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A Window into the Chareidi World

4 Kislev 5774 - November 7, 2013 | Mordecai Plaut, director Published Weekly










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Rundown of Week's Anti-Religious Laws

by Yated Ne'eman Staff, Eliezer Rauchberger, Yechiel Sever

To give a sense of the amount and range of the laws and political actions taken against the chareidi community, we are giving a short rundown of the most important actions of the past week.

The New Conversion Law

This past Sunday, a ministerial committee approved by a large majority the bill presented by MK Elazar Stern enabling any municipal rabbi or religious council to establish a conversion beis din. It also allows any prospective convert to choose his place of residence. Thus, if a dayan does not approve any candidate's conversion, the latter will be free to try with another, more lenient dayan. This poses a very grave threat of immediate assimilation and a terrible breach in the purity of Jewish genealogy.

According to the new bill, the national conversion setup in Israel which was anchored solely upon government regulations and not legislation, will effectively open wide the gates of conversion by establishing thirty additional conversion courts throughout the country, as is now planned, with the rabbi of each local religious council or municipality empowered to appoint three dayanim to be added to the conversion system to a total of ninety dayanim. Today, there are fifteen heads of conversion courts and thirty conversion dayanim.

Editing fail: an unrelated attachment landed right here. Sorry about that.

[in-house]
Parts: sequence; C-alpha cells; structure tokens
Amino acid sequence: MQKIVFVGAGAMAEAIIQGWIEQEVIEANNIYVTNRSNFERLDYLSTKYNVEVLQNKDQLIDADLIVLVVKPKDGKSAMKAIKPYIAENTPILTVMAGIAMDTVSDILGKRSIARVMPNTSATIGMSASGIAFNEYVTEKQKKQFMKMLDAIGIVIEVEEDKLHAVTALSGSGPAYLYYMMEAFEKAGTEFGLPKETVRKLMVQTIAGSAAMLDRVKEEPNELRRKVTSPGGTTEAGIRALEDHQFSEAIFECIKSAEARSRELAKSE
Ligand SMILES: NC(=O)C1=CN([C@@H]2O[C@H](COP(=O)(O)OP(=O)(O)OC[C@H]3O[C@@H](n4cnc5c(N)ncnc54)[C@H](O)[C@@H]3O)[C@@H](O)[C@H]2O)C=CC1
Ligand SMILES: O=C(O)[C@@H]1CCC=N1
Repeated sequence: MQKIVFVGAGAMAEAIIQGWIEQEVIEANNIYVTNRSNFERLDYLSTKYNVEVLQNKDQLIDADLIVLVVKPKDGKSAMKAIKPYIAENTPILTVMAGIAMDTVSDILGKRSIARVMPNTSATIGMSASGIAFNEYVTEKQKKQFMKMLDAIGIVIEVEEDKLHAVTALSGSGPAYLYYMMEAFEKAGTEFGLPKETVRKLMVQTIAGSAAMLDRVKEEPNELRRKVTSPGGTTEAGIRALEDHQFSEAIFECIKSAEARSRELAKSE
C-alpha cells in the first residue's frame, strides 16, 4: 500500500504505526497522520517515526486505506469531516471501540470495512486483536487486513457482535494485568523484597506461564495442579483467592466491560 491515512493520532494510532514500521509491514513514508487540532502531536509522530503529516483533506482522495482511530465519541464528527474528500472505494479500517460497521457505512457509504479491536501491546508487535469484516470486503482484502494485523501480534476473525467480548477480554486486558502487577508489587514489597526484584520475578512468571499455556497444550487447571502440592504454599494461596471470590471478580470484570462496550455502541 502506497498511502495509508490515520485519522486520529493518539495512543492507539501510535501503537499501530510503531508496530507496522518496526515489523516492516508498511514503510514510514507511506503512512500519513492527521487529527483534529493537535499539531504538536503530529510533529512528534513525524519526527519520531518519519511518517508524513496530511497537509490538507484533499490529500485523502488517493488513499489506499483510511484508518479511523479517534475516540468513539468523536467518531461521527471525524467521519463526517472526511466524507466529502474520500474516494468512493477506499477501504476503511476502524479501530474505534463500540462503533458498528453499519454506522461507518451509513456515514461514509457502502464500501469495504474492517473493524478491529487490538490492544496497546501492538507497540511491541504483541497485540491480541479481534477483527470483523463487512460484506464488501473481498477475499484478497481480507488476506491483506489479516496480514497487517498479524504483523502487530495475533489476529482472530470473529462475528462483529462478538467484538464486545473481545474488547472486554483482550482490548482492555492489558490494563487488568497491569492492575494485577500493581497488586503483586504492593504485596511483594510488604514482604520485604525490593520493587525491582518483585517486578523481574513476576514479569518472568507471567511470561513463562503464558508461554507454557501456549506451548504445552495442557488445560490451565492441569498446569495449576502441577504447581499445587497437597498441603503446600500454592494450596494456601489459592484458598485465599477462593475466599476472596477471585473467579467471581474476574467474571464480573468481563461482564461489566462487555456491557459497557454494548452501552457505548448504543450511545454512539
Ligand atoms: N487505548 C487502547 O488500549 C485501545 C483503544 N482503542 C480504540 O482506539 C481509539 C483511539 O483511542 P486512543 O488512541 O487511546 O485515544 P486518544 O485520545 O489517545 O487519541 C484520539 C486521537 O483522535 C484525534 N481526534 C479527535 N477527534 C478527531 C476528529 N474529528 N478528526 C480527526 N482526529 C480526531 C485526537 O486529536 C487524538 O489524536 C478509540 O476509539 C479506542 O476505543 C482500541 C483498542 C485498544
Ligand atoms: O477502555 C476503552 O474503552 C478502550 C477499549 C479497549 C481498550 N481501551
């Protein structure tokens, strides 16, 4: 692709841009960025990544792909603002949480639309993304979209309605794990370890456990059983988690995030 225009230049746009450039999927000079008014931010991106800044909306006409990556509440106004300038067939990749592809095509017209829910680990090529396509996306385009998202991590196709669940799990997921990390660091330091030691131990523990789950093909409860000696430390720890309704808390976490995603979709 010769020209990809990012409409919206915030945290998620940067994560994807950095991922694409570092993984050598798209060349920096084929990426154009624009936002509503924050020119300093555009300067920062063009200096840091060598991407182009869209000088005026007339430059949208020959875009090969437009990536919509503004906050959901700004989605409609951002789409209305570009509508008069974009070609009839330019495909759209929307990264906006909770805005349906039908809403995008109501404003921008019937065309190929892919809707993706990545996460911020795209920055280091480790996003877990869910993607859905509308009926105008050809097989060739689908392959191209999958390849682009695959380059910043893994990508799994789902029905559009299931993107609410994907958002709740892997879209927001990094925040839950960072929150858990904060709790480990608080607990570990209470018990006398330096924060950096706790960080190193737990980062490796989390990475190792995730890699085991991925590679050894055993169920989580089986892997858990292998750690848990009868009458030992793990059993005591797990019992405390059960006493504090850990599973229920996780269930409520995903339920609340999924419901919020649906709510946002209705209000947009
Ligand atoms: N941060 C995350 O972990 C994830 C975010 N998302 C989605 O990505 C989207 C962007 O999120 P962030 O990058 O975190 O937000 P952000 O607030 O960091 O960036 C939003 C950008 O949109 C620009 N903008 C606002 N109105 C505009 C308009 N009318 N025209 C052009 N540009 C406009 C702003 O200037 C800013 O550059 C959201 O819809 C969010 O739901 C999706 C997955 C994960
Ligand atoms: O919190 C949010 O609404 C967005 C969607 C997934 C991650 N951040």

Civil Marriage

The determined trend of destroying all Jewish religious structures, including the Jewish family, through marriages circumventing the Halacha, marches forward: Minister of Justice Livni (Hatnuah) sent out a memorandum of a proposal this past Sunday whereby marriages in Israel will be able to be conducted by civil law for all citizens.

The bill presented by Livni states: "The purpose of the bill is to anchor in law the official status of the relationship between spouses for maintaining joint lives, reflecting their will to live together, carry on family life and a joint household, without having to comply with the law of marriage presently practiced in Israel."

Ministry of Education

The Ministry of Education persists in its aggressive and threatening attempts to intervene in the curricula of studies in the chareidi educational institutions through financial coercion of denying budgets on the one hand while simultaneously encouraging extra funds to those who join the system of "National-Chareidi Educational Structure". The Ministry has invested much time and effort in implementing this, though unsuccessfully so far.

According to a bill presented by Peron, chareidi schools who presently receive 55% - 75% coverage of their budget as compared to the national secular schools which are 100% funded, will only get 35% if they persist in rejecting the Core Curriculum program. Peron has even signed an amendment which denies a budget larger than 35% coverage for those schools not implementing the Core curriculum.

Money for Bayit Yehudi Schools

"Stop the budgetary smuggling which is geared to systematically favor a specific bloc of voters while simultaneously hurting the entire yeshiva world." These were the words of MK Rabbi Moshe Gafni in an urgent plea sent to the government Attorney General, Yehuda Weinstein. In his letter he demanded an immediate halt to the changes in the standards of government support to yeshiva institutions. "The amendments will be additionally harmful to the budgets of yeshivos, which have already been sliced so drastically, without any proportion to the cuts made to all government offices.